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Goldman Sachs expects Turkey rates to hit 40%

Reuters/Andrew Kelly
The main reason for oil outperformance is that the oil market continues to price sizeable deficits, says Goldman analyst

Goldman Sachs said on Friday the appointments of Mehmet Simsek as Turkish finance minister and Hafize Gaye Erkan as central bank governor suggested a widespread understanding in the new administration that monetary and fiscal adjustments were needed.

The Wall Street bank, in an overhaul to a number of its forecasts for Turkey, said stabilising the economy “will require a large, and we think discontinuous, adjustment to the exchange rate.”

While guidance was for the monetary policy framework was still missing at this stage, the bank noted, a “fully orthodox policy-maker” would allow the exchange rate to adjust upfront and would raise the repo rate to a level where it anchored interest rates in the economy.

“In our view, this suggests that an orthodox policy-maker would raise rates to 40 percent, the current level of deposit rates,” Clemens Grafe said in a note to clients.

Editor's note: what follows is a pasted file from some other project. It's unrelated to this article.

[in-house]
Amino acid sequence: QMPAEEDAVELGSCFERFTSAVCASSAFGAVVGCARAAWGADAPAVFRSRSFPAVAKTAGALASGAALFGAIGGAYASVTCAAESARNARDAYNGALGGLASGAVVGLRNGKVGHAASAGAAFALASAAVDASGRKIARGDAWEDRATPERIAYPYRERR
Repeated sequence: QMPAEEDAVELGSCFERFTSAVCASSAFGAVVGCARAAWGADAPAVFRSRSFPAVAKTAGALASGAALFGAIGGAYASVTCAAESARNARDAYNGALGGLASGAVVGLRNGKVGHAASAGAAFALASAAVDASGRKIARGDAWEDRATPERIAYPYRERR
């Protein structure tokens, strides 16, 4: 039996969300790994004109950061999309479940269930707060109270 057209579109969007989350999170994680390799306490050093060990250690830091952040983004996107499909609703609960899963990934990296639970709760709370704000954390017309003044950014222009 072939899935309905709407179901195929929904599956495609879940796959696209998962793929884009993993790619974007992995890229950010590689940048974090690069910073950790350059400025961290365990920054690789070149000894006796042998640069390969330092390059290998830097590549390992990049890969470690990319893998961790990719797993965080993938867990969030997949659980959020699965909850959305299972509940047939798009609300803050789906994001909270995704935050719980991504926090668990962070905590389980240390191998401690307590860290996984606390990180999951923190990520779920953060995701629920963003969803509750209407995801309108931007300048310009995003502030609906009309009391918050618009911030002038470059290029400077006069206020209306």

Grafe added that once the exchange rate and inflation expectations stabilised, rates could be lowered quickly, possibly to 25 percent by end-year.

Goldman Sachs also cut Turkey’s GDP forecast to 2.3 percent year-on-year in 2023, from previously 2.9 percent.

Earlier this month JPMorgan economists said an interest rate hike to 25 percent from the current 8.5 percent is on the cards for Turkey’s monetary policy committee’s upcoming meeting on June 22, “if not earlier”.

“A policy rate hike to 25 percent, from the current level of 8.5 percent, is on the table for June 22 or earlier, along with forward guidance suggesting smaller rate hikes if needed,” the Wall Street bank said in an economic research note to clients.